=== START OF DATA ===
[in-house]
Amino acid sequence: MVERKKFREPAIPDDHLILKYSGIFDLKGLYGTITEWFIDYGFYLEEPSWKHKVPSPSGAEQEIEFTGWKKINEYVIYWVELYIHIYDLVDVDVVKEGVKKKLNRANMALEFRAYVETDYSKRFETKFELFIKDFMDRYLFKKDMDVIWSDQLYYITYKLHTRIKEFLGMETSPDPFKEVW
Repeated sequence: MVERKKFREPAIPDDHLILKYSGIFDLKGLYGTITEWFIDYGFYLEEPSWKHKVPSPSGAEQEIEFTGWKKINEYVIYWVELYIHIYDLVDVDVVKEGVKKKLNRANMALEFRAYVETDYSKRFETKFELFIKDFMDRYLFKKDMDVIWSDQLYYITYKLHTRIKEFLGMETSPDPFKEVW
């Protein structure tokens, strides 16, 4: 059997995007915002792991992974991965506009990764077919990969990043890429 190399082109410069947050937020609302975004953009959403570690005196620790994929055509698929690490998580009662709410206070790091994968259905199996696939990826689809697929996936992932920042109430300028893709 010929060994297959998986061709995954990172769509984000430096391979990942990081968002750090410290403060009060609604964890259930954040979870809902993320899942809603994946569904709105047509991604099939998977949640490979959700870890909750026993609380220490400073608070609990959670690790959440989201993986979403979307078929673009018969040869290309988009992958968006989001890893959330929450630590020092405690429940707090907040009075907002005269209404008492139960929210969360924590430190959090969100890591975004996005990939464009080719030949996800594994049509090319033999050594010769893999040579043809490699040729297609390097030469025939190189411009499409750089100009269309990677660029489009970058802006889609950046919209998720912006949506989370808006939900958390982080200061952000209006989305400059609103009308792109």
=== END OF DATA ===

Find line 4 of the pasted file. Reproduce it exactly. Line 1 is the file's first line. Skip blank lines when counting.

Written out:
């Protein structure tokens, strides 16, 4: 059997995007915002792991992974991965506009990764077919990969990043890429 190399082109410069947050937020609302975004953009959403570690005196620790994929055509698929690490998580009662709410206070790091994968259905199996696939990826689809697929996936992932920042109430300028893709 010929060994297959998986061709995954990172769509984000430096391979990942990081968002750090410290403060009060609604964890259930954040979870809902993320899942809603994946569904709105047509991604099939998977949640490979959700870890909750026993609380220490400073608070609990959670690790959440989201993986979403979307078929673009018969040869290309988009992958968006989001890893959330929450630590020092405690429940707090907040009075907002005269209404008492139960929210969360924590430190959090969100890591975004996005990939464009080719030949996800594994049509090319033999050594010769893999040579043809490699040729297609390097030469025939190189411009499409750089100009269309990677660029489009970058802006889609950046919209998720912006949506989370808006939900958390982080200061952000209006989305400059609103009308792109």